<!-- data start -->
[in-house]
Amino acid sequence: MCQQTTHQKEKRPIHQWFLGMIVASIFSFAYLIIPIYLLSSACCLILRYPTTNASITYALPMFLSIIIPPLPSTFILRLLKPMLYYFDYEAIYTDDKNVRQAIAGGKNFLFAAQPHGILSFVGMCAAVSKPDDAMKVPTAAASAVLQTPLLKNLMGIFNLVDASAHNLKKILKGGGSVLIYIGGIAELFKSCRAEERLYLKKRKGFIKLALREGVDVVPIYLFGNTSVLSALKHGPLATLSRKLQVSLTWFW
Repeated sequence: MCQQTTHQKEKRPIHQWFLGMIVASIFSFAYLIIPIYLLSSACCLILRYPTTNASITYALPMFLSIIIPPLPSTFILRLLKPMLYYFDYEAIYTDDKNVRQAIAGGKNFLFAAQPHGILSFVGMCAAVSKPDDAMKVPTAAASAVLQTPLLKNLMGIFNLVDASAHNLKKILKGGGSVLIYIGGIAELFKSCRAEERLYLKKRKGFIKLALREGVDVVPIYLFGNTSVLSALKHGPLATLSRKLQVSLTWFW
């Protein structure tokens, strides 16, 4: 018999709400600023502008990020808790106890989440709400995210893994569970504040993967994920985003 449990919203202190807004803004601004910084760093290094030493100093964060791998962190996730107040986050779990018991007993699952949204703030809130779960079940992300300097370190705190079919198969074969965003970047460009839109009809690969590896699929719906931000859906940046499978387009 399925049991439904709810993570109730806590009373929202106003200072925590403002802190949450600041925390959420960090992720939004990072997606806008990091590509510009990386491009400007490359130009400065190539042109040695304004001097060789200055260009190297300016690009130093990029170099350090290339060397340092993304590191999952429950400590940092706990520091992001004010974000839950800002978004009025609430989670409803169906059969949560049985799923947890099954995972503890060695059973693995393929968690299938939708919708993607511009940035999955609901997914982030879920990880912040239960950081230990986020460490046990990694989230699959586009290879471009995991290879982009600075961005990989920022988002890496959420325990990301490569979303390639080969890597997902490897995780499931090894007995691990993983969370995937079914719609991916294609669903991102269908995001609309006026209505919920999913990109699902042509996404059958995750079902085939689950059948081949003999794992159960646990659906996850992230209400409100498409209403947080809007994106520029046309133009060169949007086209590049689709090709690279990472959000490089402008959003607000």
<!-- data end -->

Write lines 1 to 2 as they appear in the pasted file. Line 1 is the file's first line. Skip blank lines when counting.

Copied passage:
[in-house]
Amino acid sequence: MCQQTTHQKEKRPIHQWFLGMIVASIFSFAYLIIPIYLLSSACCLILRYPTTNASITYALPMFLSIIIPPLPSTFILRLLKPMLYYFDYEAIYTDDKNVRQAIAGGKNFLFAAQPHGILSFVGMCAAVSKPDDAMKVPTAAASAVLQTPLLKNLMGIFNLVDASAHNLKKILKGGGSVLIYIGGIAELFKSCRAEERLYLKKRKGFIKLALREGVDVVPIYLFGNTSVLSALKHGPLATLSRKLQVSLTWFW